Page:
The Department of Energy’s Oak Ridge National Laboratory is collaborating with industry on six new projects focused on advancing commercial nuclear energy technologies that offer potential improvements to current nuclear reactors and move new reactor designs closer to deployment.
As Puerto Rico works to restore and modernize its power grid after last year’s devastating hurricane season, researchers at Oak Ridge National Laboratory have stepped up to provide unique analysis, sensing and modeling tools to better inform decisions.
Self-driving cars promise to keep traffic moving smoothly and reduce fuel usage, but proving those advantages has been a challenge with so few connected and automated vehicles, or CAVs, currently on the road.
Oak Ridge National Laboratory scientists have devised a method to control the heating and cooling systems of a large network of buildings for power grid stability—all while ensuring the comfort of occupants.
The United Kingdom’s National Nuclear Laboratory and the U.S. Department of Energy’s Oak Ridge National Laboratory have agreed to cooperate on a wide range of nuclear energy research and development efforts that leverage both organizations’ unique expertise and capabilities.
Vacuum insulation technology called modified atmosphere insulation, or MAI, could be a viable solution for improving the energy performance of buildings, based on a study by Oak Ridge National Laboratory and industry partners.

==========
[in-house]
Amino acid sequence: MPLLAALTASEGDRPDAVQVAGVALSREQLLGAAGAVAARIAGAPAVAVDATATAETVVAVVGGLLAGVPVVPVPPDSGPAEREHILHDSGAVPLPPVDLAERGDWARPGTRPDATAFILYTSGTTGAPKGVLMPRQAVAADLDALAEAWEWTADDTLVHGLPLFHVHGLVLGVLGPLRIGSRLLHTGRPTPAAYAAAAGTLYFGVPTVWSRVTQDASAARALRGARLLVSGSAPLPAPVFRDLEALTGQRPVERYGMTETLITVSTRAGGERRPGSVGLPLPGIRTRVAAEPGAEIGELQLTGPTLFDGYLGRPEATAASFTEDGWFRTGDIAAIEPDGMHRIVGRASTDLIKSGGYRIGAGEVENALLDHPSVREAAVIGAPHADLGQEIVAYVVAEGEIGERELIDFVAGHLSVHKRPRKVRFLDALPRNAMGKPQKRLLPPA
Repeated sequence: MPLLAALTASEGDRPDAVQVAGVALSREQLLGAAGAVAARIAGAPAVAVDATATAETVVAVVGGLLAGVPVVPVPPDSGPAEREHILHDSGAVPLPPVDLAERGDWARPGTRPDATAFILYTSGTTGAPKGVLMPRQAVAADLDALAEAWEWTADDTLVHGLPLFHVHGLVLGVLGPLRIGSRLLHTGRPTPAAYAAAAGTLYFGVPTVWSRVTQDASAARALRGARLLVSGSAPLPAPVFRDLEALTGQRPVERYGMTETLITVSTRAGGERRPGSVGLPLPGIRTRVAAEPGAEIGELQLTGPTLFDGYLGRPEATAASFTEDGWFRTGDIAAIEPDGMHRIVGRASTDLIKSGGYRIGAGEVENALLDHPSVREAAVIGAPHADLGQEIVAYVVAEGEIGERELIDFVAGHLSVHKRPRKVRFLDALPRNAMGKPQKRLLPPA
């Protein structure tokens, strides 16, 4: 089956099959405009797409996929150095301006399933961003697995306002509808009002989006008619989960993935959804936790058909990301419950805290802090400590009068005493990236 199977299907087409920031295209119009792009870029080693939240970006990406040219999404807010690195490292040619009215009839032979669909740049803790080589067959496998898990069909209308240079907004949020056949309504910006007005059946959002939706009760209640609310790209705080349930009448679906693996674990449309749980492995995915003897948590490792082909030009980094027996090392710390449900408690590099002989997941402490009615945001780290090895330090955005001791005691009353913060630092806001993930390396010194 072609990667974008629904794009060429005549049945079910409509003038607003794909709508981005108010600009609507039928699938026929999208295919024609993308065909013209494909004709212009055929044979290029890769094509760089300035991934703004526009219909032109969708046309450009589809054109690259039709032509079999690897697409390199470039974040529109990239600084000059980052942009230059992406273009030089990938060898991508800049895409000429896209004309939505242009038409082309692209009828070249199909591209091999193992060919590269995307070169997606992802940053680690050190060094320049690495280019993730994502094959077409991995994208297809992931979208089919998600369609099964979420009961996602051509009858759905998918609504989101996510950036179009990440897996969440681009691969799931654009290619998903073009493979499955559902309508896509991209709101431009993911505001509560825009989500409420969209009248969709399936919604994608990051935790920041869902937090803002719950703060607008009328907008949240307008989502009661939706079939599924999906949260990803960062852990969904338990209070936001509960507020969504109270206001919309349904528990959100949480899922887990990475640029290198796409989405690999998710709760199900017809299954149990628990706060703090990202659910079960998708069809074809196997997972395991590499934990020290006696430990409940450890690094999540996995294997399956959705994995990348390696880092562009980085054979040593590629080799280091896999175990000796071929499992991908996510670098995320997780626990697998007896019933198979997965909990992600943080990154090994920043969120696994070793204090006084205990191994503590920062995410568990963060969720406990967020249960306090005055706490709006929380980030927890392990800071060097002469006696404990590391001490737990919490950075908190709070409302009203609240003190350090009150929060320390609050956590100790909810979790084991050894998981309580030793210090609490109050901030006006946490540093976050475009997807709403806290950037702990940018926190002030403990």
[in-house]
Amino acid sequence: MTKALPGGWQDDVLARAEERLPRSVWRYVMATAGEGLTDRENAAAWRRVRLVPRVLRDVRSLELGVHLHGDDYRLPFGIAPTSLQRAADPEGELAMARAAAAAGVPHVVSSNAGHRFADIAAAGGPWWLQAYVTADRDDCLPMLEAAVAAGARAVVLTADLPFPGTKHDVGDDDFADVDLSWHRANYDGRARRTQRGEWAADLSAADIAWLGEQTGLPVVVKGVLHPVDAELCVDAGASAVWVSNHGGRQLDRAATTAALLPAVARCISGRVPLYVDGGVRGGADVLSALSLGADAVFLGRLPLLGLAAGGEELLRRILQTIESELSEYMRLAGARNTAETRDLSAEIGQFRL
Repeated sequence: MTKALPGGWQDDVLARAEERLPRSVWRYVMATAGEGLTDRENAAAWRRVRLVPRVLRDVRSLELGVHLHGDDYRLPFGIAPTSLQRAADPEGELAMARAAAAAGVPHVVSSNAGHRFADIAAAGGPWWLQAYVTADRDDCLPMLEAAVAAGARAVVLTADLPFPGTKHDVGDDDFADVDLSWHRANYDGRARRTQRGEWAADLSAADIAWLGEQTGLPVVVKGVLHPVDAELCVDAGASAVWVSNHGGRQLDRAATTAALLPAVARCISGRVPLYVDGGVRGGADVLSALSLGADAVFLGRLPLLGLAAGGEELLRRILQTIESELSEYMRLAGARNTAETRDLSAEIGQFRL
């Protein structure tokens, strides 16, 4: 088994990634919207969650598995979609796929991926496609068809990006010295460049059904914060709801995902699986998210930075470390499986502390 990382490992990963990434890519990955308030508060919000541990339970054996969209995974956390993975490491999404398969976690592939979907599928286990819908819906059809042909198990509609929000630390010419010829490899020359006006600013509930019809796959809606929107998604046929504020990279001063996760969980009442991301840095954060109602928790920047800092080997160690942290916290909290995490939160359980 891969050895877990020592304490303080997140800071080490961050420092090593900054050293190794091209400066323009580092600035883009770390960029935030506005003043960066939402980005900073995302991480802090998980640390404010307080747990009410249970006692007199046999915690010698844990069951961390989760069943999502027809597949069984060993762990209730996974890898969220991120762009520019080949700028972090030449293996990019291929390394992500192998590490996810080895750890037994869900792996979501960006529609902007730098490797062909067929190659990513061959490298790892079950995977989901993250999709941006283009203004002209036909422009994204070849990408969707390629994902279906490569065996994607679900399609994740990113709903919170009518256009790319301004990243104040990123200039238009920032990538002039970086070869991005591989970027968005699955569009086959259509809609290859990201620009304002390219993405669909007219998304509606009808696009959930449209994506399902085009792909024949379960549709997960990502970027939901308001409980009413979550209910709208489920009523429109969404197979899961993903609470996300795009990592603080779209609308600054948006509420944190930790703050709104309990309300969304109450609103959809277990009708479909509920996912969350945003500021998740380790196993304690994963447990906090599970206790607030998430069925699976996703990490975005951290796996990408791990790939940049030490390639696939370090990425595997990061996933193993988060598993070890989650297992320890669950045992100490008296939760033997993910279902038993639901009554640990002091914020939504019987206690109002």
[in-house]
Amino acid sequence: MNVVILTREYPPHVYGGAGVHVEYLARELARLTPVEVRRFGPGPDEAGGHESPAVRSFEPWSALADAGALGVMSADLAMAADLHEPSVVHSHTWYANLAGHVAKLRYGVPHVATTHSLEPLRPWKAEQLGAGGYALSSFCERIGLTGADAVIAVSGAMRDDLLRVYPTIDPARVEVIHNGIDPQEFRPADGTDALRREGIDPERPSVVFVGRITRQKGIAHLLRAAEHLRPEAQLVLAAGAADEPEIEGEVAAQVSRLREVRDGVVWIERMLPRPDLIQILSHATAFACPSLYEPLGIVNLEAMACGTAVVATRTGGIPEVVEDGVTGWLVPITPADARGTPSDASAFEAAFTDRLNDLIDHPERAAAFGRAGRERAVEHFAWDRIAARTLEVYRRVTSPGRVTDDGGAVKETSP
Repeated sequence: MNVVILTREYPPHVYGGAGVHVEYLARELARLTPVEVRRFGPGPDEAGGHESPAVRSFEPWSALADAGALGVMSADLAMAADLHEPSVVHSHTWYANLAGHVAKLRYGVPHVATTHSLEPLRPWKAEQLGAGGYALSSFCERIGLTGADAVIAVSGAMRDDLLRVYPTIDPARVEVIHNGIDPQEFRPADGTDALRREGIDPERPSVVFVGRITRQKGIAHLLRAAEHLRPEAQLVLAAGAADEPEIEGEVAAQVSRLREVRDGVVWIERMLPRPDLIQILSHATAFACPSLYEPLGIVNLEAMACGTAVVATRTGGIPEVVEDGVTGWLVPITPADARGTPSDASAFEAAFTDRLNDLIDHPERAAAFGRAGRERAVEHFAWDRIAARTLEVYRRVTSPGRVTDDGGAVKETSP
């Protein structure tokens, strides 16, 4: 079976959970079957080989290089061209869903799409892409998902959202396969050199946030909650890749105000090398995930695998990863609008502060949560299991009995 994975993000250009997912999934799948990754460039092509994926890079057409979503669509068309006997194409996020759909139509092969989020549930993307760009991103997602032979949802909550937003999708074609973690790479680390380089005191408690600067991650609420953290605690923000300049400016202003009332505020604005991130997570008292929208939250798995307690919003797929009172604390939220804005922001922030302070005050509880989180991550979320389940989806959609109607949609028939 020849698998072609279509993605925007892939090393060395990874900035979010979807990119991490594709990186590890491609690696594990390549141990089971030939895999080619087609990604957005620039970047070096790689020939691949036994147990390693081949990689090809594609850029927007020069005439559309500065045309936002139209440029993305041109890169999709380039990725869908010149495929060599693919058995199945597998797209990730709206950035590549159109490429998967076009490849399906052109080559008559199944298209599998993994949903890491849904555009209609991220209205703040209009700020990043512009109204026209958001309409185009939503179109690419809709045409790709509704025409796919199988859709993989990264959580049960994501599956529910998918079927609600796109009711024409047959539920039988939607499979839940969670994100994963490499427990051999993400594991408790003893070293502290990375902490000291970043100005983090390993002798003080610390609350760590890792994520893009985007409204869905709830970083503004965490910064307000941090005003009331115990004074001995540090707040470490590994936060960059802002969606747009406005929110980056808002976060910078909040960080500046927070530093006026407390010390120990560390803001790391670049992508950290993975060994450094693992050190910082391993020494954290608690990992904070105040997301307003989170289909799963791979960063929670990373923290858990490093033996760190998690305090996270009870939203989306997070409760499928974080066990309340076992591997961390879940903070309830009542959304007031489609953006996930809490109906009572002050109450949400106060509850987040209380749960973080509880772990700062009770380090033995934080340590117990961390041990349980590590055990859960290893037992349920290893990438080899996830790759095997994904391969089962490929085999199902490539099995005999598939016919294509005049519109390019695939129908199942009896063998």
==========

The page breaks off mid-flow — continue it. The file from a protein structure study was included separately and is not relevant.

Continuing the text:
The construction industry may soon benefit from 3D printed molds to make concrete facades, promising lower cost and production time. Researchers at Oak Ridge National Laboratory are evaluating the performance of 3D printed molds used to precast concrete facades in a 42-story buildin...
Oak Ridge National Laboratory scientists have developed a crucial component for a new kind of low-cost stationary battery system utilizing common materials and designed for grid-scale electricity storage. Large, economical electricity storage systems can benefit the nation’s grid ...
A tiny vial of gray powder produced at the Department of Energy’s Oak Ridge National Laboratory is the backbone of a new experiment to study the intense magnetic fields created in nuclear collisions.